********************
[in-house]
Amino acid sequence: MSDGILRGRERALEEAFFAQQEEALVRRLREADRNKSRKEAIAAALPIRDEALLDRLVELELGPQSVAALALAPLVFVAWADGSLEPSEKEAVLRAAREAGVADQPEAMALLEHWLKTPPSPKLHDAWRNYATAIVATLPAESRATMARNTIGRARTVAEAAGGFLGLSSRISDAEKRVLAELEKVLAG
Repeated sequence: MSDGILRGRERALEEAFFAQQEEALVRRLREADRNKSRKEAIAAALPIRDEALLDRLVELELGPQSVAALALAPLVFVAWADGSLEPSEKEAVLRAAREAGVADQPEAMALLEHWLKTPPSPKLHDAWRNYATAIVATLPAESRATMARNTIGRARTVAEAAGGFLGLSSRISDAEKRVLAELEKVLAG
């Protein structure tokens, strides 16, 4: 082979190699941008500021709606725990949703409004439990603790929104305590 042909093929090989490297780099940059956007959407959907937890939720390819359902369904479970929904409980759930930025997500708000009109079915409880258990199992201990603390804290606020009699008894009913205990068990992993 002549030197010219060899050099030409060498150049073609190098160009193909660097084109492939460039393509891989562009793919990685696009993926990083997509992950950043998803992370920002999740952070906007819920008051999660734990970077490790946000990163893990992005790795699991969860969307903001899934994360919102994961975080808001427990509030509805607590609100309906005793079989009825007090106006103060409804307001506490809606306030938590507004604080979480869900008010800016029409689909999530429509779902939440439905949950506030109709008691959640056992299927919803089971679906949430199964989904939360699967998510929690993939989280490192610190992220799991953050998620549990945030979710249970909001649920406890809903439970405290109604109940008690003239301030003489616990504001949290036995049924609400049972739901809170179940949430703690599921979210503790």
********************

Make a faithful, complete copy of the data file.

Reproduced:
[in-house]
Amino acid sequence: MSDGILRGRERALEEAFFAQQEEALVRRLREADRNKSRKEAIAAALPIRDEALLDRLVELELGPQSVAALALAPLVFVAWADGSLEPSEKEAVLRAAREAGVADQPEAMALLEHWLKTPPSPKLHDAWRNYATAIVATLPAESRATMARNTIGRARTVAEAAGGFLGLSSRISDAEKRVLAELEKVLAG
Repeated sequence: MSDGILRGRERALEEAFFAQQEEALVRRLREADRNKSRKEAIAAALPIRDEALLDRLVELELGPQSVAALALAPLVFVAWADGSLEPSEKEAVLRAAREAGVADQPEAMALLEHWLKTPPSPKLHDAWRNYATAIVATLPAESRATMARNTIGRARTVAEAAGGFLGLSSRISDAEKRVLAELEKVLAG
């Protein structure tokens, strides 16, 4: 082979190699941008500021709606725990949703409004439990603790929104305590 042909093929090989490297780099940059956007959407959907937890939720390819359902369904479970929904409980759930930025997500708000009109079915409880258990199992201990603390804290606020009699008894009913205990068990992993 002549030197010219060899050099030409060498150049073609190098160009193909660097084109492939460039393509891989562009793919990685696009993926990083997509992950950043998803992370920002999740952070906007819920008051999660734990970077490790946000990163893990992005790795699991969860969307903001899934994360919102994961975080808001427990509030509805607590609100309906005793079989009825007090106006103060409804307001506490809606306030938590507004604080979480869900008010800016029409689909999530429509779902939440439905949950506030109709008691959640056992299927919803089971679906949430199964989904939360699967998510929690993939989280490192610190992220799991953050998620549990945030979710249970909001649920406890809903439970405290109604109940008690003239301030003489616990504001949290036995049924609400049972739901809170179940949430703690599921979210503790």